February 23, 2012; Source: Forbes

Since his wild success in 2003, Curtis “50 Cent” Jackson, who is ranked number five on Forbes’ list of “Hip Hop’s Wealthiest Artists,” believes it is his responsibility to give back. That’s why—along with the other members of the “G-Unit”—he started the G-Unity Foundation, a grantmaking organization with the mission of “improving the quality of life for low-income and undeserved communities.” Here’s a video of G-Unity giving away turkeys on Thanksgiving:

50 has also launched a drink, Street King, with proceeds providing a meal to a child for every bottle sold, and he has partnered with SMS Audio and Feeding America to provide food for needy children with the sale of headphones. As business-savvy as he is musically talented, 50 reportedly earned $100 million when Vitamin Water was bought by Coca Cola (he had developed a Vitamin Water drink called Formula 50 and was a shareholder in Vitamin Water’s original company, Glaceau).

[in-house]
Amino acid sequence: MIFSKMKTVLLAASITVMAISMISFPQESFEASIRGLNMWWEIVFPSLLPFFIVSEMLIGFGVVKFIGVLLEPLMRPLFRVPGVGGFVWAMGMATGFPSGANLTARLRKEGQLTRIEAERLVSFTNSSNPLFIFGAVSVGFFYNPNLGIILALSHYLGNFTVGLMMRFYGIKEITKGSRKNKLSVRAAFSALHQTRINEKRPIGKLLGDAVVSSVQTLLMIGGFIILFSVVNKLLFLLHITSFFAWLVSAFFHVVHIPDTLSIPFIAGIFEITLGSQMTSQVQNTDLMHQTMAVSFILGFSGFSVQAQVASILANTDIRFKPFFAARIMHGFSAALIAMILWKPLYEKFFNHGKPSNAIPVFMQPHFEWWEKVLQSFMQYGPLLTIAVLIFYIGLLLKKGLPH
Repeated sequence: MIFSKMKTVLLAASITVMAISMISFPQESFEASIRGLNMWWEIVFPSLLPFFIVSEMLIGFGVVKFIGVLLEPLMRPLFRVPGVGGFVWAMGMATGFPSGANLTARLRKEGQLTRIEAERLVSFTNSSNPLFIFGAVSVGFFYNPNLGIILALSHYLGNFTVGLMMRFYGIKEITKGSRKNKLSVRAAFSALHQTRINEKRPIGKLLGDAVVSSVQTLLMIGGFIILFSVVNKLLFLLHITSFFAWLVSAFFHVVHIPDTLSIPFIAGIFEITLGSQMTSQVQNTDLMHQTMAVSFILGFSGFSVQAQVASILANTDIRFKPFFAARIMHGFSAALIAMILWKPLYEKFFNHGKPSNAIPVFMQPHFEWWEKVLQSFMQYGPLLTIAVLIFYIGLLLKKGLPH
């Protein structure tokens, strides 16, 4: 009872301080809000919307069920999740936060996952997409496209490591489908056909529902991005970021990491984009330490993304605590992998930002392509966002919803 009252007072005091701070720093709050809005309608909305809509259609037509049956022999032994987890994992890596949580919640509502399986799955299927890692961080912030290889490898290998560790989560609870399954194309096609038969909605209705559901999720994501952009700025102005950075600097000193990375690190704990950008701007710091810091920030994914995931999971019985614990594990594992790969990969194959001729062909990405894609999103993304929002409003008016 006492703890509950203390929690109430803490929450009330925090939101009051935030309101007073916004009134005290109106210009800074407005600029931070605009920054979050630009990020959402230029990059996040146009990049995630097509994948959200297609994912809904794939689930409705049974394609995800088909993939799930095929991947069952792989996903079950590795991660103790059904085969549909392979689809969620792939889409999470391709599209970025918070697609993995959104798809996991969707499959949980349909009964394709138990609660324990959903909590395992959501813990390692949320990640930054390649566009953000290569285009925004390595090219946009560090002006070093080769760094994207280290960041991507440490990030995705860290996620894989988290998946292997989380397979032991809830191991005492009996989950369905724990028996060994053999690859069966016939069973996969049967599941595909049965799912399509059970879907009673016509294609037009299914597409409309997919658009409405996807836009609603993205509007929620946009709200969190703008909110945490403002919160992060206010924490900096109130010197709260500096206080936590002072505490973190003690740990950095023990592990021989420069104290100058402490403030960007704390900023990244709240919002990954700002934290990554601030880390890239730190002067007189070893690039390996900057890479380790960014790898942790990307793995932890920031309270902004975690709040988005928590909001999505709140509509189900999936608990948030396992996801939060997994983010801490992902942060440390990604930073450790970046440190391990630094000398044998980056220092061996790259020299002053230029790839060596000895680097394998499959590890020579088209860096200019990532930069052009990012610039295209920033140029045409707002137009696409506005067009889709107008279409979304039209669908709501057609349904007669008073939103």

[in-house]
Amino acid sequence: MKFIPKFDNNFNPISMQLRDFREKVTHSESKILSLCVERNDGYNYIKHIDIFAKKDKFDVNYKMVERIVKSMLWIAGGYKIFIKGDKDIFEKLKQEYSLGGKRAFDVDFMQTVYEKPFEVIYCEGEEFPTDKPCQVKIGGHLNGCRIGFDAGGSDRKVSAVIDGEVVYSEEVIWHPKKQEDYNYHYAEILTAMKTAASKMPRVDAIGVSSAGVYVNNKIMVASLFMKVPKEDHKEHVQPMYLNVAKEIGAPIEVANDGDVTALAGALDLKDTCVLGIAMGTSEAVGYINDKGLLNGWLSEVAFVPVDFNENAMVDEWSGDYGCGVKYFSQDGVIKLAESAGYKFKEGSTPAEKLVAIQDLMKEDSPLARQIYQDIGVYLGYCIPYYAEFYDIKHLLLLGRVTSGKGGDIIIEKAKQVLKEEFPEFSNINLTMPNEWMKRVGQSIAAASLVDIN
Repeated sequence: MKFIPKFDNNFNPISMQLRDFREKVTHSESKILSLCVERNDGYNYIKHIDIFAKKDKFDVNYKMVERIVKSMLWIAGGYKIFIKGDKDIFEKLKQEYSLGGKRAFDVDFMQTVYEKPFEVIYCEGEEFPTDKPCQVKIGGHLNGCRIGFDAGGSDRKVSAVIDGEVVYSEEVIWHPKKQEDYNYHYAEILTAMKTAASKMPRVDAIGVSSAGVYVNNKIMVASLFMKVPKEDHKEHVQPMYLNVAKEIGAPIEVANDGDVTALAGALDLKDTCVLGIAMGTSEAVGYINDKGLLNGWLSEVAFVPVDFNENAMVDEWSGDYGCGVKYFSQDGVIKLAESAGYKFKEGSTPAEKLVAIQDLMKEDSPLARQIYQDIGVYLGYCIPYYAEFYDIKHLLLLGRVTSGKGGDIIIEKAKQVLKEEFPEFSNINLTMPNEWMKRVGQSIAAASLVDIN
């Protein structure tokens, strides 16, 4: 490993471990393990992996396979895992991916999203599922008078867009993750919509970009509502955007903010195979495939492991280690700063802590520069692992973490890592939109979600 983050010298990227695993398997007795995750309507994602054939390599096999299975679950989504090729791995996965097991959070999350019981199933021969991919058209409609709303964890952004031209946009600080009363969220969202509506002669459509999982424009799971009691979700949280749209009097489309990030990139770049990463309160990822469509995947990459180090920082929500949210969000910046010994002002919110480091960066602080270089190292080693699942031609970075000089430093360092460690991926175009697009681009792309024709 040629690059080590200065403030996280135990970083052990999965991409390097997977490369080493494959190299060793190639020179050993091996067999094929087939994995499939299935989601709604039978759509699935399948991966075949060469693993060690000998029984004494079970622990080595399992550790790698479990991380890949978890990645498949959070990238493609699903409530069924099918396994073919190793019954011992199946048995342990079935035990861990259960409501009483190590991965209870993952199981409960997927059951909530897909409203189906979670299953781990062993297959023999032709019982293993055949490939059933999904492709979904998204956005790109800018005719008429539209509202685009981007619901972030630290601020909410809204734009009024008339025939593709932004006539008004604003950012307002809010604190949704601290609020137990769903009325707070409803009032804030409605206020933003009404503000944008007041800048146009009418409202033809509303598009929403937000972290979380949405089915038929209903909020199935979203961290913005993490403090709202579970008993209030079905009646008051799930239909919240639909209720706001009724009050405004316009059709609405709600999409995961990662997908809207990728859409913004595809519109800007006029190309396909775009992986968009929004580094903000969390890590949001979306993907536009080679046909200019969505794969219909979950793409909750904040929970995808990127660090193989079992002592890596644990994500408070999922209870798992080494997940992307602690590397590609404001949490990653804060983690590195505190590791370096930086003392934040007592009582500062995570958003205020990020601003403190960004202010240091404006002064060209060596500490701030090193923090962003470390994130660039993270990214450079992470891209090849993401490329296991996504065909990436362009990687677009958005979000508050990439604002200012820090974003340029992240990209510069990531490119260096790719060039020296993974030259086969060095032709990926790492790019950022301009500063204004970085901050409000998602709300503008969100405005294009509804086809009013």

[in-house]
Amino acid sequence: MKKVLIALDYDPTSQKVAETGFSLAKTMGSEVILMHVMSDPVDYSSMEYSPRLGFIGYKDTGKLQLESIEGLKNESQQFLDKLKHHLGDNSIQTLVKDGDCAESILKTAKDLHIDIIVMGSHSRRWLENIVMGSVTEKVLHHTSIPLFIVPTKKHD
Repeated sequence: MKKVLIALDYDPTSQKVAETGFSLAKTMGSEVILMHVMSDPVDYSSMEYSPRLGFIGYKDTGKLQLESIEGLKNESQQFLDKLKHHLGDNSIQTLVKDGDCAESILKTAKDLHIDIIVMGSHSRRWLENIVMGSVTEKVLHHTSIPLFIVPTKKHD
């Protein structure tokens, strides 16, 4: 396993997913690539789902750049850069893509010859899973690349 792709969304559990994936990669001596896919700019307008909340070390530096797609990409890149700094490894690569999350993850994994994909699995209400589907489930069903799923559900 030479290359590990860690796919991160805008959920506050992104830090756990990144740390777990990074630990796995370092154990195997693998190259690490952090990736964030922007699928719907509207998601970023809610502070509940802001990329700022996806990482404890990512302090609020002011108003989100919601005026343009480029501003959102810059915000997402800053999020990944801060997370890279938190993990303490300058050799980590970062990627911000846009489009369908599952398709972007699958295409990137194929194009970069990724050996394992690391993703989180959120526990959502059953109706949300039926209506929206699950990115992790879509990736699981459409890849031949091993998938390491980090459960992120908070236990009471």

As with most celebrity philanthropy, it’s hard to decipher the real motivation in 50’s giving. But I like what he had to say when Rahim Kanani from Forbes asked him about his philanthropic message to other hip hop artists:

“According to World Bank numbers, contributing one percent of business to charitable organizations could alleviate extreme poverty around the world. So with conscious capitalism, I hope to influence my peers and other entrepreneurs to create a new standard of making change.” –Kristin Barrali